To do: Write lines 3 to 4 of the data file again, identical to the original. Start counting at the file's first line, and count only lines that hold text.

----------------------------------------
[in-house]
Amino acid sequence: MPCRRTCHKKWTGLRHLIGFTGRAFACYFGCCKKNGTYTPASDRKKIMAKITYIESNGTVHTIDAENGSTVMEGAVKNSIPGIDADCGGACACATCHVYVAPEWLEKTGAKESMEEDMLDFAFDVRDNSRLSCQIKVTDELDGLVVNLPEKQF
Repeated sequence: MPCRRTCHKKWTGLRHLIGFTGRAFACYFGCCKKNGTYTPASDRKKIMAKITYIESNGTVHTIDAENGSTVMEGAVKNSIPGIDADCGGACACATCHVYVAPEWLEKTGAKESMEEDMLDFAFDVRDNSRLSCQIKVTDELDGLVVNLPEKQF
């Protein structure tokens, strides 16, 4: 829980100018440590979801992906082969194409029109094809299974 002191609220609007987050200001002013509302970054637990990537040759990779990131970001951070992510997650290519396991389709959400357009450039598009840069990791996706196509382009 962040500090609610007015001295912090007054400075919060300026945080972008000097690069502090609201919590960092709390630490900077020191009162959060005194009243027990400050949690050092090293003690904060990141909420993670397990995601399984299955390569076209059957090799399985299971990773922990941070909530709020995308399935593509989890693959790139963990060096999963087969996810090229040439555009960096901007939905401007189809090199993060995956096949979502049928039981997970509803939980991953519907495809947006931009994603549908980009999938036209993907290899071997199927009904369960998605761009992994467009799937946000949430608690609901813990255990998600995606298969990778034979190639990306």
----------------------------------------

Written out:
Repeated sequence: MPCRRTCHKKWTGLRHLIGFTGRAFACYFGCCKKNGTYTPASDRKKIMAKITYIESNGTVHTIDAENGSTVMEGAVKNSIPGIDADCGGACACATCHVYVAPEWLEKTGAKESMEEDMLDFAFDVRDNSRLSCQIKVTDELDGLVVNLPEKQF
């Protein structure tokens, strides 16, 4: 829980100018440590979801992906082969194409029109094809299974 002191609220609007987050200001002013509302970054637990990537040759990779990131970001951070992510997650290519396991389709959400357009450039598009840069990791996706196509382009 962040500090609610007015001295912090007054400075919060300026945080972008000097690069502090609201919590960092709390630490900077020191009162959060005194009243027990400050949690050092090293003690904060990141909420993670397990995601399984299955390569076209059957090799399985299971990773922990941070909530709020995308399935593509989890693959790139963990060096999963087969996810090229040439555009960096901007939905401007189809090199993060995956096949979502049928039981997970509803939980991953519907495809947006931009994603549908980009999938036209993907290899071997199927009904369960998605761009992994467009799937946000949430608690609901813990255990998600995606298969990778034979190639990306």